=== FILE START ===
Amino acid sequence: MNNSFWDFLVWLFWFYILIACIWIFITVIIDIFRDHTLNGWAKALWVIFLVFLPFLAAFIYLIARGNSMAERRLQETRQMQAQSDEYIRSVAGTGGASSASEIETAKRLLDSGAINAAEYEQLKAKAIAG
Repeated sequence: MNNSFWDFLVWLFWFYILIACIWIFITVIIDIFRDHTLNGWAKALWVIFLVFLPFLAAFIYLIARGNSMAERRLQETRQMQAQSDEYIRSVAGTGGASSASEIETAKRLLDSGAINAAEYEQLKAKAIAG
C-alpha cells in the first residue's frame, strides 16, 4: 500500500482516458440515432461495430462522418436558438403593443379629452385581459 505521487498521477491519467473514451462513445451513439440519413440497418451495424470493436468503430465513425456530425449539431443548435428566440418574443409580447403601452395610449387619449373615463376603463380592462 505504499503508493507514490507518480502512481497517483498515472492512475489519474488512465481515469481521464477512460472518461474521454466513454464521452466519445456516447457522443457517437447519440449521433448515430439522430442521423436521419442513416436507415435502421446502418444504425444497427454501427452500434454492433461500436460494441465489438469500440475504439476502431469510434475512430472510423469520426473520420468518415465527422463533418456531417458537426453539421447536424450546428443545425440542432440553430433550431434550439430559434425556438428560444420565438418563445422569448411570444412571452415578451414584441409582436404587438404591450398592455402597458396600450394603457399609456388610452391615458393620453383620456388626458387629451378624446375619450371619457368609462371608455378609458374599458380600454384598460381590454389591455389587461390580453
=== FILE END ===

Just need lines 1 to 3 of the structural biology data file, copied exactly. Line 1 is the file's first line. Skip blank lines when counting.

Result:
Amino acid sequence: MNNSFWDFLVWLFWFYILIACIWIFITVIIDIFRDHTLNGWAKALWVIFLVFLPFLAAFIYLIARGNSMAERRLQETRQMQAQSDEYIRSVAGTGGASSASEIETAKRLLDSGAINAAEYEQLKAKAIAG
Repeated sequence: MNNSFWDFLVWLFWFYILIACIWIFITVIIDIFRDHTLNGWAKALWVIFLVFLPFLAAFIYLIARGNSMAERRLQETRQMQAQSDEYIRSVAGTGGASSASEIETAKRLLDSGAINAAEYEQLKAKAIAG
C-alpha cells in the first residue's frame, strides 16, 4: 500500500482516458440515432461495430462522418436558438403593443379629452385581459 505521487498521477491519467473514451462513445451513439440519413440497418451495424470493436468503430465513425456530425449539431443548435428566440418574443409580447403601452395610449387619449373615463376603463380592462 505504499503508493507514490507518480502512481497517483498515472492512475489519474488512465481515469481521464477512460472518461474521454466513454464521452466519445456516447457522443457517437447519440449521433448515430439522430442521423436521419442513416436507415435502421446502418444504425444497427454501427452500434454492433461500436460494441465489438469500440475504439476502431469510434475512430472510423469520426473520420468518415465527422463533418456531417458537426453539421447536424450546428443545425440542432440553430433550431434550439430559434425556438428560444420565438418563445422569448411570444412571452415578451414584441409582436404587438404591450398592455402597458396600450394603457399609456388610452391615458393620453383620456388626458387629451378624446375619450371619457368609462371608455378609458374599458380600454384598460381590454389591455389587461390580453